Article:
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Q&A #340


Compensation as a form of estimation

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From: Gail (for Teacher2Teacher Service)
Date: Jun 20, 1998 at 10:59:20
Subject: Re: Compensation

Dear Bettie,

I teach fourth grade math, and have shared compensation with my students
for the past five years.  It is in our textbook in the estimation section,
but I don't think it is really an estimaiton activity, because it involves
finding the exact answer.  What you do is adjust the numbers being added or
subtracted to make the problem easier to do mentally...   for example,
if the problem is 198 + 217, you could take 2 from the 217 and add it to the
198.  Now you would have 200 + 215, an easier mental math problem.  If the
problem was 217 - 198, you could add 2 to BOTH numbers to get 219 - 200,
again, easier to solve mentally.

To help my students understand why this works, I give them a set of problems,
for example, 191 + 225,  192 + 224, 193 + 223, 194 + 222, 195 + 221, 196 +
220, 197 + 219, 198 + 218, 199 + 217, etc.  But I don't arrange the problems
in that order.  I give them a few minutes to solve the problems, and then we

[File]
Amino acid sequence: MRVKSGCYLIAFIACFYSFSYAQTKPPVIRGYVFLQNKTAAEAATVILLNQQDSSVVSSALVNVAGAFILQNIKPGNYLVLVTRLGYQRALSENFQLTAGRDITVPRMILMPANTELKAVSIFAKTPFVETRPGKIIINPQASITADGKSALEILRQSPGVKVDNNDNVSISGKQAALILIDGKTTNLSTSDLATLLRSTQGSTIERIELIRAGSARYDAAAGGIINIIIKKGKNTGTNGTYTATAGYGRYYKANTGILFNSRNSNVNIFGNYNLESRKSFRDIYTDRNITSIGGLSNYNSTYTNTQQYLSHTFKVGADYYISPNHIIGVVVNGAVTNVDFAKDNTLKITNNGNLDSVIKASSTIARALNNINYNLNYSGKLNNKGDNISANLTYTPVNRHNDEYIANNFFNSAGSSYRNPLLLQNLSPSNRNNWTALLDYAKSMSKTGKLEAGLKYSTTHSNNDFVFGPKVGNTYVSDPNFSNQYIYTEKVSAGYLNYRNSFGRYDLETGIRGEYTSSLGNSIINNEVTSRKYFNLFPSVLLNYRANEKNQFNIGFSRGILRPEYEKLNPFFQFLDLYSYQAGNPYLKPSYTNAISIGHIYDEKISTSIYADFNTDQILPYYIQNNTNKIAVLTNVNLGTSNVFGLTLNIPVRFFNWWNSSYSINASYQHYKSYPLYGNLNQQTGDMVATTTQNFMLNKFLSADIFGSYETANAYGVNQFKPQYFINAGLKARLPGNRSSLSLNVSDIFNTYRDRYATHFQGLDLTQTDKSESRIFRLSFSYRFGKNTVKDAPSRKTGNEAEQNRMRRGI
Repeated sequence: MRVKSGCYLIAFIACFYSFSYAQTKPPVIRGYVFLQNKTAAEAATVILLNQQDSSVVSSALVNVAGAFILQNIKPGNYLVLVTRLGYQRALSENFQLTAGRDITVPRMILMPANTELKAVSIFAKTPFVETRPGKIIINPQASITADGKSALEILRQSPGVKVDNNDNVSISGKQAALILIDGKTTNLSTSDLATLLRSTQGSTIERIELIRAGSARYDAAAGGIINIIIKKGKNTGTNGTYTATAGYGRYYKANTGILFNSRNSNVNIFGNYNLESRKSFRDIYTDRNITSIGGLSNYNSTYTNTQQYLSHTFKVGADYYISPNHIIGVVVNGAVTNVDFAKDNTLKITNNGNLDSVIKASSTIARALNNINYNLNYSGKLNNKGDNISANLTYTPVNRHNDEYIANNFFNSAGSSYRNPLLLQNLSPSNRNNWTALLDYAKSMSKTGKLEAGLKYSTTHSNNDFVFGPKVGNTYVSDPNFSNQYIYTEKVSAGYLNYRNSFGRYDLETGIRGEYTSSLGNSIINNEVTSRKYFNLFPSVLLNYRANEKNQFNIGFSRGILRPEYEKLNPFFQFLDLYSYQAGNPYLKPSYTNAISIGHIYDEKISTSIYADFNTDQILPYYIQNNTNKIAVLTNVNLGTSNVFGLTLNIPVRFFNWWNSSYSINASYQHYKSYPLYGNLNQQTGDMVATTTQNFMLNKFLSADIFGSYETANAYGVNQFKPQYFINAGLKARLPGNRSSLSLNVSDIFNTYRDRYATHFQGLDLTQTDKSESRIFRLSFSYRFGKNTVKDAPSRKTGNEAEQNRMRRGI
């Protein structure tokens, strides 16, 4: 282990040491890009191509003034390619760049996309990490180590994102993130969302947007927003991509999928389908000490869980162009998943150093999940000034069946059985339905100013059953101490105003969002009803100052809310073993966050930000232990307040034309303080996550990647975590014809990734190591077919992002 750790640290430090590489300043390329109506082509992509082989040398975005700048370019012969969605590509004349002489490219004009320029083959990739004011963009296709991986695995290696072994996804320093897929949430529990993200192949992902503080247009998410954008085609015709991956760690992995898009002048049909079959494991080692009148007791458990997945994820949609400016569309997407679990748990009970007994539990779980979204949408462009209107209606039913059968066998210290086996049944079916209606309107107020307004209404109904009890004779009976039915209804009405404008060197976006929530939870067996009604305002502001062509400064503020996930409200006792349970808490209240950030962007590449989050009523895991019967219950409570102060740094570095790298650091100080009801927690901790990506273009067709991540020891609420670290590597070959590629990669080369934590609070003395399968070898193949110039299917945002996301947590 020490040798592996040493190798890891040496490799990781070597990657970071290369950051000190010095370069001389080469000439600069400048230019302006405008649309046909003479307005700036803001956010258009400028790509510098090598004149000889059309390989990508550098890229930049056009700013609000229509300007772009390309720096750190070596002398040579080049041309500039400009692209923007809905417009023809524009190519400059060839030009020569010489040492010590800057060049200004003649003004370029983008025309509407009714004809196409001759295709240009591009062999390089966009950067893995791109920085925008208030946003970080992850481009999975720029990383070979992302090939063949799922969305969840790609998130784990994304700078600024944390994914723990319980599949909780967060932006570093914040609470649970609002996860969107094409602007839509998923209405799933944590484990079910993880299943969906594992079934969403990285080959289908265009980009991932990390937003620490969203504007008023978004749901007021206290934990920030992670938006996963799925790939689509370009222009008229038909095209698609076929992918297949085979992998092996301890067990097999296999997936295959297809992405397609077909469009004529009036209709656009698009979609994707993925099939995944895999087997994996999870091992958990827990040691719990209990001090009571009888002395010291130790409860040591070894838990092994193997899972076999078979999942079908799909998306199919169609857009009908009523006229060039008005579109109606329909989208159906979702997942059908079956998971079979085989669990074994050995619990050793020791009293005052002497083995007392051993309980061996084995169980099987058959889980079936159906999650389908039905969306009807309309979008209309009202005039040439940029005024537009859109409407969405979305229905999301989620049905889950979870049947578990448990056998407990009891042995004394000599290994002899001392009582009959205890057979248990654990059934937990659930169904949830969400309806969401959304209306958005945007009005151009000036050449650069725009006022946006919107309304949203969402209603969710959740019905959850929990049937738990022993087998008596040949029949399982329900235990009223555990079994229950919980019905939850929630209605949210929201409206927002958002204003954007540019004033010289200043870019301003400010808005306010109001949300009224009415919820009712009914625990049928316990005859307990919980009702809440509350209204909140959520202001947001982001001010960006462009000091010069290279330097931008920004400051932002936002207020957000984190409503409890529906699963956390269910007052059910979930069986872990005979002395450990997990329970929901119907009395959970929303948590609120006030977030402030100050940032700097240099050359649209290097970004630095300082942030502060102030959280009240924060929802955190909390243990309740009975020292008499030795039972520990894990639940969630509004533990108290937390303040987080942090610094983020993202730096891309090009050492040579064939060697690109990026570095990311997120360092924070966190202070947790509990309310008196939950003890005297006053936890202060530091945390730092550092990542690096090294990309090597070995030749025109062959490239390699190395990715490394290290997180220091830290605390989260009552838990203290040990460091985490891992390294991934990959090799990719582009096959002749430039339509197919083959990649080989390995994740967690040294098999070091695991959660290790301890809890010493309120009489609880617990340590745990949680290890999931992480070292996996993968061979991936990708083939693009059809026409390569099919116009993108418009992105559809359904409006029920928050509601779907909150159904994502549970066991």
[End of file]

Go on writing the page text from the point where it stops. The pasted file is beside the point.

discuss what we found.  It doesn't take long for them to realize that all the
sums are going to be the same...   then I guide them to figure out why it is
happening. From there it is a small step to applying it to other problems.
Every student won't want to use this method, but it really helps those who
are still having trouble regrouping when they subtract.  I have students who
will use it every once in a while, long after we have left the topic, and the
others will recall the lessons.  I think it is a valuable tool for students
who are having difficulty regrouping, and it can liven up a computational
practice lesson.

 -Gail, for the Teacher2Teacher service

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